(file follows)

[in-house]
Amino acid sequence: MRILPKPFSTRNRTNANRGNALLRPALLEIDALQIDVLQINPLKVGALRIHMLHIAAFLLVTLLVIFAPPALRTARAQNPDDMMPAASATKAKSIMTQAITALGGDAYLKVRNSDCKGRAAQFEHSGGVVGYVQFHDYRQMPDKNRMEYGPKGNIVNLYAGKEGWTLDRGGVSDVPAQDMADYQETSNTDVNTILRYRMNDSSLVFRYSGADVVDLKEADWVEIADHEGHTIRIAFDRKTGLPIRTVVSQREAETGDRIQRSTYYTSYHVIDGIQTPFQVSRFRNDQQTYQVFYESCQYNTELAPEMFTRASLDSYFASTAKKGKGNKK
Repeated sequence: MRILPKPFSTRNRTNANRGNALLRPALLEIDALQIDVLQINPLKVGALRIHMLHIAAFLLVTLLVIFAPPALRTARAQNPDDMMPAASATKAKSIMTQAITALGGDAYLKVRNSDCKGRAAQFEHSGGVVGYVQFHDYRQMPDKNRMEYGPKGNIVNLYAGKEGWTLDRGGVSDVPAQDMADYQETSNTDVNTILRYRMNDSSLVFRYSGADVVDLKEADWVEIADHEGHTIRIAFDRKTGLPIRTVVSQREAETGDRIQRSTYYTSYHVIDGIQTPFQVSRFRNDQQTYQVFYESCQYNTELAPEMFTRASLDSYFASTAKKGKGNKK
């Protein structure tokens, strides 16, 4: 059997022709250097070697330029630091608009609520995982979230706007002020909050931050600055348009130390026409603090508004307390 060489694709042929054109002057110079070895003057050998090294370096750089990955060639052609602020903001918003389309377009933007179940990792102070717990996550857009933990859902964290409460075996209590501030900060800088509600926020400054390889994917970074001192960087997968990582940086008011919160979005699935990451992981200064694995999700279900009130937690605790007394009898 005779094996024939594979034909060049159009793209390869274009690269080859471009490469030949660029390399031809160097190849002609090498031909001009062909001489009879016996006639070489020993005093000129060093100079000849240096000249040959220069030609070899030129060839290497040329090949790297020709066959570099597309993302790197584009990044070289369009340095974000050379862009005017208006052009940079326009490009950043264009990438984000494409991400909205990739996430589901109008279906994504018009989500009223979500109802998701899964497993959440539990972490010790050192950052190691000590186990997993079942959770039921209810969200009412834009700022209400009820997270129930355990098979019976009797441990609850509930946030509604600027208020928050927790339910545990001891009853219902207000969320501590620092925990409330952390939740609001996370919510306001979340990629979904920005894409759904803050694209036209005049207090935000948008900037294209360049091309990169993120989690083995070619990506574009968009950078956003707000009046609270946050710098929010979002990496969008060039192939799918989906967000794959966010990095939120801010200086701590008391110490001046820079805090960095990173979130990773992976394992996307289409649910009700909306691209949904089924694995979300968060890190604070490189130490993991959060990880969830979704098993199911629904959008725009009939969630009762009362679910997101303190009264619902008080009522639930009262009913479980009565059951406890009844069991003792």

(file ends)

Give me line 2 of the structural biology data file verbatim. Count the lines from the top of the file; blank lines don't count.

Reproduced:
Amino acid sequence: MRILPKPFSTRNRTNANRGNALLRPALLEIDALQIDVLQINPLKVGALRIHMLHIAAFLLVTLLVIFAPPALRTARAQNPDDMMPAASATKAKSIMTQAITALGGDAYLKVRNSDCKGRAAQFEHSGGVVGYVQFHDYRQMPDKNRMEYGPKGNIVNLYAGKEGWTLDRGGVSDVPAQDMADYQETSNTDVNTILRYRMNDSSLVFRYSGADVVDLKEADWVEIADHEGHTIRIAFDRKTGLPIRTVVSQREAETGDRIQRSTYYTSYHVIDGIQTPFQVSRFRNDQQTYQVFYESCQYNTELAPEMFTRASLDSYFASTAKKGKGNKK